Tobago

Tobago
Horizon at Sandy Point

Sunday, December 28, 2014

An Odyssey is a journey

Simplicity is elegance, and the key to powerful story telling. Aesop's fables. Myths and legends of all cultures share these elements: a single thread (or hero or event) that brings to light some unalienable truth. Not that I had these or any expectations or reservations when it came to Pan! Our Music Odyssey. It is a finely finished and packaged made in Trinidad film about the steelband, produced by Jean Michel Gibert and Barthelemy Fougea; directed by Jerome Gulot and Thierry Teston (the French Connection indeed!) It was written by, and features, Kim Johnson, pan historian.

It is not burdened by the fifty years of history; the thousands of steeldrums cut from empty 55 gallon oil barrels; the thousands of players who perform every year; and hundreds of thousands of Trinbagonians who feel instinctively and impulsively that the sound of pan is the beating heart of home; the essence of rootedness and family. It tells a story lightly, as you might relate to your children; a story that will live with them for life.

Pan is personified as a young tess, Stephen aka Goldteeth. He has a lil brother who is his shadow. In the days (late forties) when the pan instrument was tambourine-sized and biscuit tin height, Goldteeth had an idea to make a bigger playing surface with more sound. Like anyone with a revolutionary thought, he got in trouble. He had to leave. When he came back with the instrument that would take the music to another level, it was stolen. His brother was beaten.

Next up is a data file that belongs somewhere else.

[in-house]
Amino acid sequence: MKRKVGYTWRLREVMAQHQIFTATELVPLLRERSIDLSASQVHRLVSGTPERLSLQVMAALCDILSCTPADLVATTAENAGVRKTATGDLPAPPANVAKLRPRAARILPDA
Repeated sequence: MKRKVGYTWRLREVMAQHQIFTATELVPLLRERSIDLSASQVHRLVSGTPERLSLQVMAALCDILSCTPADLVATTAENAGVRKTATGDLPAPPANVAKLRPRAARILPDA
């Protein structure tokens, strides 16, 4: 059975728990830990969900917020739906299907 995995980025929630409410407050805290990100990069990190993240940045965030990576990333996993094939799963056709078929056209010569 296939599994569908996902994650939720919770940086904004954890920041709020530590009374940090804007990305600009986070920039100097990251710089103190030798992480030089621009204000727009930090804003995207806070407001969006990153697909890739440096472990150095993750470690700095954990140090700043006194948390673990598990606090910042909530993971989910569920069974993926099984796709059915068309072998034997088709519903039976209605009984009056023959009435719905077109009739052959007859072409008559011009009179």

Gang warfare, knives, bitter rivalries, ostracism, risk, formed the crucible that developed the pan. Music, honour, camaraderie, skill and innovation, competitiveness, the world, are the only boundaries today. The magical pan has seeded steelbands and pan associations around the world: throughout the Caribbean, in Europe, China and Japan. Everyone is welcome in the pan family: Andy Narell and his troupe who come to play with birdsong; Chihiro Ninomiya from Japan who joins Phase II Pan Groove; Eva Goldstein from France who starts with birdsong but joins Desperadoes to fulfil her father's dream and play in a Panorama finals.

The story takes us from the end of the forties to the modern Panorama (world steelband music festival). It is visually and richly engaging. The music of the twenty-first century orchestras is powerful and riveting. It is a film that makes you glad to be from Trinidad and Tobago, these islands whose heartbeat is the wild and uplifting music of an indigenous instrument. Our Pan!

Goldteeth's story weaves through the beat of Shango drums, the pounding of tamboo bamboo, the high-pitched tinkle of the predecessor pans played by Red Army, to the resonance of Boom Town. There's mischief, almost murder and mayhem. But the odyssey - like classic quests and journeys - is easily told because we all know and welcome the end. It is told by old men who as brave youths undertook the journey, encountered and survived the dangers, men with voices enriched by life able to laugh comfortably at the homecoming.

Every Trinbagonian should see this film, should celebrate its making, should cherish the story; and appreciate the music!

Pan! Our Music Odyssey is available as a DVD/ CD (film and soundtrack) compilation.





1 comment:

  1. I'm conflicted.
    Keep pan local and poor, it will atrophy.
    Mainstream it into the music world, and we'll open ourselves to the world of future pan men and women...and greater acceptance as a legitimate instrument.

    At the moment, it's going nowhere fast.

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